Skepticism

The Australian Vaccination Network’s Much Anticipated Name Change

Just in, an announcement from the Australian Vaccination Network that they are complying with the Administrative Decisions Tribunal’s court order to change their misleading name. Their chosen (and approved) new title: “The Australian Vaccination-Skeptics Network”. From the AVN:

As of Friday, March 7th, the Australian Vaccination Network, Inc. will now officially be known as the Australian Vaccination-Skeptics Network, Inc. We will still have the same domain address (www.avn.org.au ) and will still go by the acronym "AVN".
Full announcement here.

Frankly, this strikes me as incredibly bizarre, but quite in keeping with the AVN’s previously demonstrated thinking. Admins on the AVN’s Facebook page have repeatedly condemned the skeptical movement, referring to skeptics as “Septics” and insisting that we are shills for Big Pharma and the like. At the same time, the AVN have registered the domain australiansceptics.com, an attack site which discredits the skeptical movement and claims that vaccine denialists of their ilk are “The REAL Australian Sceptics”. One wonders why the AVN wishes to co-opt a title which they have treated with such derision – I can only assume that they feel that their attempts to align themselves with skepticism lends them credibility not offered to those honest about their denialism. Presumably, this is why the AVN have been reticent to ever label themselves as anti-vaccination, regardless of the fact that all of the misinformation that they spread is undoubtedly anti-vaccine. Despite their continued attempts to discredit scientific skepticism, they are quite aware that their position is the one lacking credibility.

I would like to note here that scientific skeptics do well to approach the topics that they examine with an awareness of personal bias (and the utmost effort to remove such), apply critical thought and are open to changing their position based on empirical evidence. I would argue that the AVN do not qualify as such, given their dogmatic anti-vaccination position and refusal to accept the overwhelming scientific consensus that vaccination is the safest and most effective means by which we have to prevent people contracting vaccine preventable diseases. The AVN downplay the seriousness of illnesses such as pertussis and measles, spread misinformation regarding the efficacy of vaccination and make claims that the risks associated with vaccination are much higher than evidence shows.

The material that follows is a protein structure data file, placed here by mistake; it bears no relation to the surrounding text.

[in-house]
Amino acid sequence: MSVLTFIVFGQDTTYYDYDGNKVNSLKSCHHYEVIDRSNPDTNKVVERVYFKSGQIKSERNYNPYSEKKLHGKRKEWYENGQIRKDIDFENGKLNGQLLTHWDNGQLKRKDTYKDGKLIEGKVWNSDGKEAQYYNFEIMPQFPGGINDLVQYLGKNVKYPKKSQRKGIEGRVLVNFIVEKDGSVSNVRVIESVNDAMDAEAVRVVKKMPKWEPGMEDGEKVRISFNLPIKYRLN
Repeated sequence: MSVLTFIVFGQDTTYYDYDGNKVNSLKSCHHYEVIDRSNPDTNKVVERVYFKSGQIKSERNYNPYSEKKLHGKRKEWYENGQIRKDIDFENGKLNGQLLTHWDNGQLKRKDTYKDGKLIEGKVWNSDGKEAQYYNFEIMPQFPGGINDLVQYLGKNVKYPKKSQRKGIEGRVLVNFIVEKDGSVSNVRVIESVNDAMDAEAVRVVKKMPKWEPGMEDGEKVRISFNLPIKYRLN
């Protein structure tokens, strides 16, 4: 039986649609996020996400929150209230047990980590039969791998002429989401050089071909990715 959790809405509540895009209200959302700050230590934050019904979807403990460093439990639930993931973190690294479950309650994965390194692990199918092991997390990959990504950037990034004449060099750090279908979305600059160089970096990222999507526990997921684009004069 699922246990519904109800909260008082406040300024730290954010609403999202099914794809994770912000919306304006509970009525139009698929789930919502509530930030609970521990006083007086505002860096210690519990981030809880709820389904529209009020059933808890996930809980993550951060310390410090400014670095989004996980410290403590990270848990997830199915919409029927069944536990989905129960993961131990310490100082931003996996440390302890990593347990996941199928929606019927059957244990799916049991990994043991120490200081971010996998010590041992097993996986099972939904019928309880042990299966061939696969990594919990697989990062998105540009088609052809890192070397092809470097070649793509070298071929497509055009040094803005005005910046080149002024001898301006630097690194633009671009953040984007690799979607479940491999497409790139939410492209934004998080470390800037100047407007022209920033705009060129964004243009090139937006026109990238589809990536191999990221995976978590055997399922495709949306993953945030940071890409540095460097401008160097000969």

Let us hope that if they are permitted to continue using their new name, the wider public will consider the AVN to be in the same category as “Climate Change Skeptics” – denialists without the integrity to openly admit that they are such.

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Nobody Deserves To Be Lied To

On Twitter last night (or to be honest, very early this morning), I saw a statement which I took umbrage with and would like to address here.

“Isn’t pseudoscience just a tax on stupidity?”

This was retweeted by Simon Singh (with his response, “Do you mean some of my friends/relatives?”).

There are two points that I would like to make in response to the above suggestion.

Firstly, nobody, regardless of their ability to analyse claims made by charlatans and woo-peddlers, deserves to be swindled or to have their health compromised. Nobody deserves to be taken advantage of by liars and thieves. I believe that, barring cases of extreme wilful ignorance, the blame for harm caused by belief in pseudoscience rests squarely on the shoulders of those who propagate it.

Second, to a degree, critical thinking is a learnt skill. We should be mindful of assuming it to be a marker of intelligence, or suggesting that a lack of critical thought denotes a lack of intelligence.

Simon Singh was generous enough to retweet my first point (frankly, I’m honoured – he’s a wise and accomplished person and has put me in some amazing company) and it received a reply from Mark Pentler, who stated,

“that should be the mantra of every skeptic. Educate the masses for the good of the species, not to feel smug”

I agree with Mark’s sentiment. Those of us with the ability to see through deception can use this skill to help others and to take down those who lie and take advantage of the credulous. We can also encourage others to develop the same skills, by which they will be better able to look out for themselves. And while it is satisfying for many reasons to point the finger at a lie and loudly call bullshit, I feel that the greater satisfaction comes from doing good with our faculties, rather than the smugness of being right for it’s own sake.

I am relatively new to skepticism and as such, tend to veer away from making generalised statements regarding such (or, indeed make grand claims regarding my own skepticism – I openly admit to my amateur status), but I’m willing to overlook my hesitation today because I feel that these are points worth making.

Skepticism is a tool. It can be used to protect others and taught to others so that they can protect themselves. The greater the number of people who are empowered by skepticism, the less successful the pushers of pseudoscience will be.

Further Reading/Listening:

The Critical Thinker Academy

The Debunking Handbook

Me on Twitter: @joalabaster